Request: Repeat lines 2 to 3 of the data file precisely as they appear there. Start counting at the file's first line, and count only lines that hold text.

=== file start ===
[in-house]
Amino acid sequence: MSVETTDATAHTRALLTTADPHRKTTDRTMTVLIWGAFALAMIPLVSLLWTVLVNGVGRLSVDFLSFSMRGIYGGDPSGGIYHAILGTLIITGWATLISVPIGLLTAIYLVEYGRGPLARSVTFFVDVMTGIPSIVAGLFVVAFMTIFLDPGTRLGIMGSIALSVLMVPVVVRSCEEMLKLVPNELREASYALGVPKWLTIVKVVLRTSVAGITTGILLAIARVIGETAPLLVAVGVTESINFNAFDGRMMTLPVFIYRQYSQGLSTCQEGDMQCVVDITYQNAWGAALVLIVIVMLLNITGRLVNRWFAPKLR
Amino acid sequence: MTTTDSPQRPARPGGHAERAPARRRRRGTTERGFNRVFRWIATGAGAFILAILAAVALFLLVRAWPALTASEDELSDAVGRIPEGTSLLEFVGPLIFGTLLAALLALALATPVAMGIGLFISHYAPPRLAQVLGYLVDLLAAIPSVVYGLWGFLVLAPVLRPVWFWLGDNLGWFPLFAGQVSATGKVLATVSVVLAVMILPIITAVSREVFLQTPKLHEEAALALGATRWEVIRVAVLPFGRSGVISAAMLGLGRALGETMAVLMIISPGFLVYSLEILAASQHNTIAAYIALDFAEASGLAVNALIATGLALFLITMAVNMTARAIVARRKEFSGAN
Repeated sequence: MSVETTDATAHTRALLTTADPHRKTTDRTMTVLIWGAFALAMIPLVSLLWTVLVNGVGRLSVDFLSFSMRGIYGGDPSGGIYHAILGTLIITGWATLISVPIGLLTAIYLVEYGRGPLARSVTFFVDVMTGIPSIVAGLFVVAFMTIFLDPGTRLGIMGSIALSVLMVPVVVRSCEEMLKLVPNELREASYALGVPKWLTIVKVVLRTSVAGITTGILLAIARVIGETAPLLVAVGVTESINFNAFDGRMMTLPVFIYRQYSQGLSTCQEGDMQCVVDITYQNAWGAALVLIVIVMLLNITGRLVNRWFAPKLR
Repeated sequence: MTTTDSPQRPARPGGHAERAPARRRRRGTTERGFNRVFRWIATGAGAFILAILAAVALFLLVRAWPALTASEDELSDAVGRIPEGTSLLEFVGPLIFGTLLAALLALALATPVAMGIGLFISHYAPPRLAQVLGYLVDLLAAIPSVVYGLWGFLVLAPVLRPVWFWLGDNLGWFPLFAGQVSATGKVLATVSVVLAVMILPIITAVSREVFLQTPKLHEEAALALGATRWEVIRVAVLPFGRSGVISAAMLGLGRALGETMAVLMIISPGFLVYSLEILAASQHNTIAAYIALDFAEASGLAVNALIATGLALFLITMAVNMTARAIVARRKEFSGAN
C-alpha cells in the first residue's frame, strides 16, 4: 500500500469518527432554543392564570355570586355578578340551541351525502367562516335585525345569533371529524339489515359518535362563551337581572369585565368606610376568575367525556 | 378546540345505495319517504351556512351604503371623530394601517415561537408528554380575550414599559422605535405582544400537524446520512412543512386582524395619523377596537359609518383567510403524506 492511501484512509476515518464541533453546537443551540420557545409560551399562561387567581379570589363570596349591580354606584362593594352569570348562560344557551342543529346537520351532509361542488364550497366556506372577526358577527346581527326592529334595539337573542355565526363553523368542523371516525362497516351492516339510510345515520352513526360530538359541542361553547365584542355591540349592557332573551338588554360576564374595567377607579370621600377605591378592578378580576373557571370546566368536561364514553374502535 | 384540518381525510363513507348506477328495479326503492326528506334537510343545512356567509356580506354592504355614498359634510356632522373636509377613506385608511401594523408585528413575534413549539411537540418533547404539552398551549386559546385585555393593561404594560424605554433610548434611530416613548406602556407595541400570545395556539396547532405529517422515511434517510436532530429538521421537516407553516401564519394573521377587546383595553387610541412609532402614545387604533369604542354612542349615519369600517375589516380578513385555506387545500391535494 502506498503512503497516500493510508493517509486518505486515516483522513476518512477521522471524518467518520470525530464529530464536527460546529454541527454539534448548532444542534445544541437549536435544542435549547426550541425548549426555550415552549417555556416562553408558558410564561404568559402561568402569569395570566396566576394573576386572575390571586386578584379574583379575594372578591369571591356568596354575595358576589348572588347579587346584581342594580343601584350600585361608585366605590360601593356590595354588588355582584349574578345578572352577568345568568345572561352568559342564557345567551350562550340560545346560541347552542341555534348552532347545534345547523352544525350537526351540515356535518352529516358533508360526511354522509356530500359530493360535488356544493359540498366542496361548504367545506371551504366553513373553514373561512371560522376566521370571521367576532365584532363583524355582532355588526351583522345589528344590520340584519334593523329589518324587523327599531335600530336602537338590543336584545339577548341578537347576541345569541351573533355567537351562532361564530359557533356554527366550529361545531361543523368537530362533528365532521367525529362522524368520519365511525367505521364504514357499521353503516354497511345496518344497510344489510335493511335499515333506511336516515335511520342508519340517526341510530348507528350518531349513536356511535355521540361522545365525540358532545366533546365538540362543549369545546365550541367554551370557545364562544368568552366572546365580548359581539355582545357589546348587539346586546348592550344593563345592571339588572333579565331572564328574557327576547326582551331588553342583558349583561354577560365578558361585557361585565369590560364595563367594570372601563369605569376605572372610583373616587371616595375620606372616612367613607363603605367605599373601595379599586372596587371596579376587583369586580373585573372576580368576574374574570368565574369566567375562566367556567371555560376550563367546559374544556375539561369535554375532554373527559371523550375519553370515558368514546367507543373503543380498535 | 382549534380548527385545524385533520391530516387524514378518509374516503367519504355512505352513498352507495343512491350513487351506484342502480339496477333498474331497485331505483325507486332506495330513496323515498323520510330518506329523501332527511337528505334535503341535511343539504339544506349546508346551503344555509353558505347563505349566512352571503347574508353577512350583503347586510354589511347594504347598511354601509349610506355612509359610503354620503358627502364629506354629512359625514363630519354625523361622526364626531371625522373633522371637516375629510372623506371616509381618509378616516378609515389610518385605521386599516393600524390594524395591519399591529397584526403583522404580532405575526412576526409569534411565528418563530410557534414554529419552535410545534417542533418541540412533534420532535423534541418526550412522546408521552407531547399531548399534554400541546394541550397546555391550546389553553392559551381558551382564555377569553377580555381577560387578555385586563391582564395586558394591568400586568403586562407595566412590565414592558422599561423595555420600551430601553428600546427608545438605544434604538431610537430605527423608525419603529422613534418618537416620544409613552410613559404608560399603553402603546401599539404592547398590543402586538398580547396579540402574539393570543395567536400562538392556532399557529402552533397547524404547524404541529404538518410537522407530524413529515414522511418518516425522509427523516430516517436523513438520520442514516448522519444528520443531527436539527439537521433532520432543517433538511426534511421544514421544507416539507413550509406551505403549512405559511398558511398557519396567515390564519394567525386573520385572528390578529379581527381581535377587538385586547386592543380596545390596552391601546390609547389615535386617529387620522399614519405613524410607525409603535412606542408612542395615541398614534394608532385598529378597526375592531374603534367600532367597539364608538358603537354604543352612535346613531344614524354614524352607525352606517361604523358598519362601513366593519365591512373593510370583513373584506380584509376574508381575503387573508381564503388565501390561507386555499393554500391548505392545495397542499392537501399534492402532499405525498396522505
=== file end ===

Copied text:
Amino acid sequence: MSVETTDATAHTRALLTTADPHRKTTDRTMTVLIWGAFALAMIPLVSLLWTVLVNGVGRLSVDFLSFSMRGIYGGDPSGGIYHAILGTLIITGWATLISVPIGLLTAIYLVEYGRGPLARSVTFFVDVMTGIPSIVAGLFVVAFMTIFLDPGTRLGIMGSIALSVLMVPVVVRSCEEMLKLVPNELREASYALGVPKWLTIVKVVLRTSVAGITTGILLAIARVIGETAPLLVAVGVTESINFNAFDGRMMTLPVFIYRQYSQGLSTCQEGDMQCVVDITYQNAWGAALVLIVIVMLLNITGRLVNRWFAPKLR
Amino acid sequence: MTTTDSPQRPARPGGHAERAPARRRRRGTTERGFNRVFRWIATGAGAFILAILAAVALFLLVRAWPALTASEDELSDAVGRIPEGTSLLEFVGPLIFGTLLAALLALALATPVAMGIGLFISHYAPPRLAQVLGYLVDLLAAIPSVVYGLWGFLVLAPVLRPVWFWLGDNLGWFPLFAGQVSATGKVLATVSVVLAVMILPIITAVSREVFLQTPKLHEEAALALGATRWEVIRVAVLPFGRSGVISAAMLGLGRALGETMAVLMIISPGFLVYSLEILAASQHNTIAAYIALDFAEASGLAVNALIATGLALFLITMAVNMTARAIVARRKEFSGAN